One of the tell-tale signs of summer is putting up hay.
The Farmer woke up one cool, cloudy morning and decided that he was going to start cutting hay. The weatherman made a prediction of low clouds but no rain, and The Farmer believed him.
Not me…I had often been duped into believing that the weatherman could actually predict the weather here in Missouri, and had finally come to the conclusion that whatever was reported on TV was never what was going to happen.
So being the “supporting” wife, I informed The Farmer that if he insisted on cutting hay on a day when every physical sign pointed to a wet weekend that I would emphatically say, “I told you so”, when he was raking up wet hay.
Fortunately, The Farmer was right (must be farmer intuition). He pressed on, even under the pressure of low lying clouds and an unyielding spouse, and was able to get the first field cut, tethered, raked, and baled before the rain came.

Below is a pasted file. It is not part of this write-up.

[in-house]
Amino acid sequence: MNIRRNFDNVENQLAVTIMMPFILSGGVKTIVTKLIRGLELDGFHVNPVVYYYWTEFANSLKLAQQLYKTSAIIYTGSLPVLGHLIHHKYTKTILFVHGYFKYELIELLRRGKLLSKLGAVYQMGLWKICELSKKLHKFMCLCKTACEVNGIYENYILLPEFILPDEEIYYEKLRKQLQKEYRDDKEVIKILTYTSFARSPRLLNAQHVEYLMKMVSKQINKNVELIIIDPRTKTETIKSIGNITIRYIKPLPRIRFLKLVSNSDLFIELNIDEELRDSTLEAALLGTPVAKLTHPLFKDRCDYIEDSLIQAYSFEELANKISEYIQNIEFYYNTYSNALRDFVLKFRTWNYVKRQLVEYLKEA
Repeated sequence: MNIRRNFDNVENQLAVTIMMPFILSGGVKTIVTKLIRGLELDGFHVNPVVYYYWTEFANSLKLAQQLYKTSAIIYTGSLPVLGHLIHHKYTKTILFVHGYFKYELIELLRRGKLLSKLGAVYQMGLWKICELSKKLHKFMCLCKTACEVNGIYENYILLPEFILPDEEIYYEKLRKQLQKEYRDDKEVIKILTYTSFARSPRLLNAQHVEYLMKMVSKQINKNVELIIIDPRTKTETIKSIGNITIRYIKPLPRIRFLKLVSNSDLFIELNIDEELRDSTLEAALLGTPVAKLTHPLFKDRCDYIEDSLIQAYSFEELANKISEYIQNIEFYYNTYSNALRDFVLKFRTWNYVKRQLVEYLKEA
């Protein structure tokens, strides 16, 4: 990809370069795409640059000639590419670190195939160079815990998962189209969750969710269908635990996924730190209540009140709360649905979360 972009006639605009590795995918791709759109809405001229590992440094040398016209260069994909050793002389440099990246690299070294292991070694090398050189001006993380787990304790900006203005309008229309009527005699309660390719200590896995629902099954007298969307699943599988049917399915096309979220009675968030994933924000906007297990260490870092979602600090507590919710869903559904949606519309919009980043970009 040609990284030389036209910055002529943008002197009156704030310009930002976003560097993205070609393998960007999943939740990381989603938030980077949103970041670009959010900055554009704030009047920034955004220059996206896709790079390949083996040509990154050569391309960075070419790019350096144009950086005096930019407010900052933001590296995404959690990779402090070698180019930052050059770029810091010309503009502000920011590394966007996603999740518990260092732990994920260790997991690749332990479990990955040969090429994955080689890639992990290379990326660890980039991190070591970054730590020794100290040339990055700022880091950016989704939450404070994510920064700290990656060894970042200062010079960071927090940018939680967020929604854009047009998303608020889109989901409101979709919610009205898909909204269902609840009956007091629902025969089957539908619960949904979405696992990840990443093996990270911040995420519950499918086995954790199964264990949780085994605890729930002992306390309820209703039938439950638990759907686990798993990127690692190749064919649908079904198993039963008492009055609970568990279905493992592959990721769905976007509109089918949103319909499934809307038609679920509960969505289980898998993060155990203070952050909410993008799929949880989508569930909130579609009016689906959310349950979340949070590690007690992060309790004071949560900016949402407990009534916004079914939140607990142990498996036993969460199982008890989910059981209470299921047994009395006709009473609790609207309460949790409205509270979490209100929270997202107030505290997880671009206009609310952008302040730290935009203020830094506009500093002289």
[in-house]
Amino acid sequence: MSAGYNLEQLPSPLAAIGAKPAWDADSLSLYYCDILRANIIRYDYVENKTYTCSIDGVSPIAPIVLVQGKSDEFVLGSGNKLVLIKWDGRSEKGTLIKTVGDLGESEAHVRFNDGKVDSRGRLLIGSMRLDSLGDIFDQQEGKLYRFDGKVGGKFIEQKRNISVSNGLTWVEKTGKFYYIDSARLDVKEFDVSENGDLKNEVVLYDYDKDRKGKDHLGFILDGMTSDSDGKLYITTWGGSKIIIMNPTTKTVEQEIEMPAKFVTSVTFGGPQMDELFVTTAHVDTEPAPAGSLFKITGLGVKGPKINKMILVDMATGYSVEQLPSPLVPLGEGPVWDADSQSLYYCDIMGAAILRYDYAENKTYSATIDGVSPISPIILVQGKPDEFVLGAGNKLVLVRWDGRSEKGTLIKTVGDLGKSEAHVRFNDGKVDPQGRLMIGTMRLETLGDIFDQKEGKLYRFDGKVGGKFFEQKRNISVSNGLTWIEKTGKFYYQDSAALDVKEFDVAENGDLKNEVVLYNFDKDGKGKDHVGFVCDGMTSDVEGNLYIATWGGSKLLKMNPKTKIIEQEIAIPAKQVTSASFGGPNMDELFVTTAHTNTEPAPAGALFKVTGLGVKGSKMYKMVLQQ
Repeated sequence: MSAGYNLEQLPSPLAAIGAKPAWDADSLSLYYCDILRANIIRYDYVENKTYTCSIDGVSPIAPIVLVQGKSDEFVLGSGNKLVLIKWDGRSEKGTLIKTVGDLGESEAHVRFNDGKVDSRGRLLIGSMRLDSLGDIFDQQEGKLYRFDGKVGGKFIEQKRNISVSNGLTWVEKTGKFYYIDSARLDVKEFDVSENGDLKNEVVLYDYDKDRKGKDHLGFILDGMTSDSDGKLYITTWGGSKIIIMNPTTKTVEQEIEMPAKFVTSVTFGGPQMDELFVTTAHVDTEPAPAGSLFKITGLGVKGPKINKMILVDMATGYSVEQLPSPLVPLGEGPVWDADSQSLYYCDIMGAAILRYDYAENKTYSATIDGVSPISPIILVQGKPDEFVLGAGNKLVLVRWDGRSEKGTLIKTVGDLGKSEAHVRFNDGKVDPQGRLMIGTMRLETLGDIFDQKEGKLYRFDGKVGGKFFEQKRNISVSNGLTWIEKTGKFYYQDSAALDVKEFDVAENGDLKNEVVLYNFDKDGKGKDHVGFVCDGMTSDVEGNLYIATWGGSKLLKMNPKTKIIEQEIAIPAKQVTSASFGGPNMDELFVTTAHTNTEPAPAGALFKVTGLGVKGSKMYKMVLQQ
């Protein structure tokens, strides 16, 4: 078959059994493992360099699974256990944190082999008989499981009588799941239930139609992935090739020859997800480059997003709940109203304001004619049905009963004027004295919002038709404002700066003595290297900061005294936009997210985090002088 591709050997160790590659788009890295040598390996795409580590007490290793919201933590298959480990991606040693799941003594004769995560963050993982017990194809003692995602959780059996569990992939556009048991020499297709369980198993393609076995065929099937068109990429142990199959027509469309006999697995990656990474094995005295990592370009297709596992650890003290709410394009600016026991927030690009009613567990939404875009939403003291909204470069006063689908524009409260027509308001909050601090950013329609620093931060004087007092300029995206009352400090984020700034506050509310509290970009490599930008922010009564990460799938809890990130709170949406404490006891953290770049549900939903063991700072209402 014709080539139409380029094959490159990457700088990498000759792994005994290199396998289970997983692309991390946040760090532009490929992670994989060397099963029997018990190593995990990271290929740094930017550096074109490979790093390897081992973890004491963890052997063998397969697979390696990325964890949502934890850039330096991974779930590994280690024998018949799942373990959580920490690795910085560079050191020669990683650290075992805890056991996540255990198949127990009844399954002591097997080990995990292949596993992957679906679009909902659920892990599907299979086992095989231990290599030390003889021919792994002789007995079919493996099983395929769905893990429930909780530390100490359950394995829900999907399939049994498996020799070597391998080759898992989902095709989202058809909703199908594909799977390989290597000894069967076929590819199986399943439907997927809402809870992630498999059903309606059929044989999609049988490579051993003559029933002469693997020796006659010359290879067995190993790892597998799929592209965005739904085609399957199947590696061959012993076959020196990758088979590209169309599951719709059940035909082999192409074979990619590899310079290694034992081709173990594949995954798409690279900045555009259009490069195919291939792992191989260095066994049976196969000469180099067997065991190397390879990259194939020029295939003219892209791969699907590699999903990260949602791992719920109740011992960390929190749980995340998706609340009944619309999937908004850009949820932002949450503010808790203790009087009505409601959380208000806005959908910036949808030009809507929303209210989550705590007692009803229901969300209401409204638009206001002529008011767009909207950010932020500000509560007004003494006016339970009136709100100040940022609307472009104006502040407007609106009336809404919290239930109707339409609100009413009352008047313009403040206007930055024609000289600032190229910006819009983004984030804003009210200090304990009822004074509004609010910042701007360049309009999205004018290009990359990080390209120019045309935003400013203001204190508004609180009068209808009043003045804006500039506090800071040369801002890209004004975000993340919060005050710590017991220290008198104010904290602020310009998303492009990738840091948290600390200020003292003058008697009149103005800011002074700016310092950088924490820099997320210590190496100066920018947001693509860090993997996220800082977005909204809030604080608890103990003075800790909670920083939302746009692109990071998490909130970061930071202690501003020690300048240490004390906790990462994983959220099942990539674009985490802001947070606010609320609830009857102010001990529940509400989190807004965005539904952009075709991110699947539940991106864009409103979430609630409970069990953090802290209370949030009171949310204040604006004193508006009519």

Cutting grasses while they are young and tender is best because the nutritional value is at its peak. It also makes more tender and tasty hay during the winter months (so I’ve been told).
The ideal time to cut hay is on a clear, warm, summer day, but sometimes that’s not possible, so The Farmer tethers the hay to dry it out faster. A tether machine picks up the hay and scatters it around to allow the hay to aerate. This step isn’t always necessary during really nice weather (just sayin’).
We stack our hay and then cover it with a tarp. This is the first field and the first cutting. It really looks like a good year for hay, which is encouraging, because we had to buy a lot of our hay last year because of the drought.